Gordon Macatee has a lot of changes to make in a short period of time as the temporary administrator at WorkSafe B.C.
For the last three years, he’s been the B.C. ferry commissioner, running an office that serves as an independent watchdog of the ferries. He made a notable contribution in that role by writing a searching critique of the system two years ago.
It questioned every assumption on which the operation of the ferries is based. It suggested any number of drastic solutions to the pervasive financial problem B.C. Ferry Services faces. A lot of the changes now being made flow from that report.
His new assignment is a bit different. As ferry commissioner, a job he is expected to return to after the WSBC job is done, he is more or less autonomous and wrote his own ticket. While running WSBC through this period of lost confidence in the organization, he is expected to follow a plan that was laid out this year when the crisis erupted.
It started in January. WSBC had submitted a huge report on the Burns Lake mill explosion to Crown counsel. The Criminal Justice Branch released a formal statement that dismissed the investigation as being inadequate. No charges could be laid, partly because elementary rules of evidence, such as advising witnesses of their rights, weren’t followed.
It started a finger-pointing public spat between the two agencies, and Premier Christy Clark’s deputy minister was assigned to sort the mess out. John Dyble concluded that WSBC needs to get its act together. He recommended a number of changes to do with communicating and investigation techniques.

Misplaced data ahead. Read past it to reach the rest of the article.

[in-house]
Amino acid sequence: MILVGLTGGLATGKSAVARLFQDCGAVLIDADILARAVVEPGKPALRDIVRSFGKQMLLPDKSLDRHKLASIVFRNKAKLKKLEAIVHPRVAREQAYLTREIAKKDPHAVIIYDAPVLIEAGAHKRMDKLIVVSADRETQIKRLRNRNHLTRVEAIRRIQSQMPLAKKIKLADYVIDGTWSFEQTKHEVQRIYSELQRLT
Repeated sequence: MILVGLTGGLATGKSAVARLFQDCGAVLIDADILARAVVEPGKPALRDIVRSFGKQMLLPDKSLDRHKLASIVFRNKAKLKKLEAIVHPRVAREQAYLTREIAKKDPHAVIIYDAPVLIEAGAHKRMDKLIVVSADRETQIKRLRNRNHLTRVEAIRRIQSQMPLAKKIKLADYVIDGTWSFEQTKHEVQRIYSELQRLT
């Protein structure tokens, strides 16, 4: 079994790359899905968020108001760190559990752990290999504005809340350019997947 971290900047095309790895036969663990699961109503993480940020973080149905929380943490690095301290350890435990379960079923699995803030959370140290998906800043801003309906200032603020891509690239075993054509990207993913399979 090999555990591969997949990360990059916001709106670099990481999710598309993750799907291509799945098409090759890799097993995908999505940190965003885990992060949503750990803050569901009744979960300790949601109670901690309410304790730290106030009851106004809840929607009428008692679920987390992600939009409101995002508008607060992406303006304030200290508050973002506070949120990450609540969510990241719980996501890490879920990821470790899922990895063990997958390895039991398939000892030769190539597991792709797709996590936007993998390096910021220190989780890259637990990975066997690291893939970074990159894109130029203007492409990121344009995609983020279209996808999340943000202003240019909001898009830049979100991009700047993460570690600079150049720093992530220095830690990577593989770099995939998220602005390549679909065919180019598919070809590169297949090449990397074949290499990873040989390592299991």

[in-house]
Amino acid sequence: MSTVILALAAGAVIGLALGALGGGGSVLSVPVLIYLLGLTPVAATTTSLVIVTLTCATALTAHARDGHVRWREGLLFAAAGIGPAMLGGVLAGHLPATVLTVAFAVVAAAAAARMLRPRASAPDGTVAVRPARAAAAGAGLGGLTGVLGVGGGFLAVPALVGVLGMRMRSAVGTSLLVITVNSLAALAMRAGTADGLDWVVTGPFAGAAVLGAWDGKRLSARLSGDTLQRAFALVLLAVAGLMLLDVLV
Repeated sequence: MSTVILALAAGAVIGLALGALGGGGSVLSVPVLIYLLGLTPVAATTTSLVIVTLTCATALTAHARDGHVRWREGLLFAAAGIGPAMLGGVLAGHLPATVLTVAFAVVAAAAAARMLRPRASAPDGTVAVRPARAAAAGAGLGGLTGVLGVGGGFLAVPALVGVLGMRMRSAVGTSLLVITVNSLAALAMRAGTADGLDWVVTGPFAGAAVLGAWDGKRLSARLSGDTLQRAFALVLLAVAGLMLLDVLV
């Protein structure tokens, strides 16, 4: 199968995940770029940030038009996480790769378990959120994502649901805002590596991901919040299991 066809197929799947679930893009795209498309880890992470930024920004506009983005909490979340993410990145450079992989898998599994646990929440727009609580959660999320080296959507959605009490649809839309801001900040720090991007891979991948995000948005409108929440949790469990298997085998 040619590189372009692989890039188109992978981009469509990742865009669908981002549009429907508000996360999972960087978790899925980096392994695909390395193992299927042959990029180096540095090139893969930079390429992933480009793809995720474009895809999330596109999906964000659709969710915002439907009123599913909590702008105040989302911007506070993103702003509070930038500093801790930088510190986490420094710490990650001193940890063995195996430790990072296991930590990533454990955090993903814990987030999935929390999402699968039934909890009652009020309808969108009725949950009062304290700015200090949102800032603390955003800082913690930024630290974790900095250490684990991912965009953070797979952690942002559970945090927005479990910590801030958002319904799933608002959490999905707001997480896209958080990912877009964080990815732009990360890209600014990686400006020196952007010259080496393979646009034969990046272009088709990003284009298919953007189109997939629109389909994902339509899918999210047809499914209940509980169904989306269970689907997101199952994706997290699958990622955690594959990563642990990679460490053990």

Even though everyone knew another shoe was going to drop, it was nothing short of stunning this week when exactly the same thing happened all over again.
Five days after WSBC concluded its lengthy on-site investigation at Burns Lake, the Lakeland mill in Prince George exploded, in April 2012. WorkSafe investigated that sawdust-fueled explosion in pretty much the same way. That contributed to the Criminal Justice Branch once again concluding this week that no charges could be laid.
That’s four people dead, 42 injured and two major investigations stalled out at the charges stage. (The Burns Lake mill was levied a $97,000 administrative penalty and had to pay more than $900,000 in costs.)
Macatee’s job is to ensure WSBC has some grasp of the law when it comes to investigating accidents, so that its reports to Crown counsel stop being rejected.
At the same time, he is tasked with slamming a 90-day action plan on sawmill safety into place. Sawdust-action plans have been the order of the day since the explosions, but mills still have a miserable record. The Vancouver Sun reported a 42 per cent compliance rate on the last inspection tour.
A meeting last month brought forth the 90-day plan that Macatee is charged with implementing. It was described then as an “aggressive co-ordinated plan” that will raise standards in sawmills and see a sawdust protocol offered to every mill in B.C.
Macatee is also instructed to check out other regimes to determine how enforcement and regulation of workplace safety may be separated. That could lead to a new framework at the outfit, incorporating the best other regimes have to offer. The government is also expecting to hear from him on a workforce review and enhanced training. He’s also going to hire a new CEO, to replace one who retired.
When he’s reported out by July 1, it will be a reasonably complete governmental response to some extraordinary circumstances.
But it’s all been done in-house. It’s the government examining itself, determining it has a problem and deciding what to do about it. An independent look at the situation, by way of the public inquiry the Opposition has been demanding for months, might have reached different conclusions.
That’s not going to happen. The only independent look at the two explosions will come from a coroner’s inquest, or inquests.
And Macatee’s overhaul will likely be firmly established by the time the juries decide what they think should be done.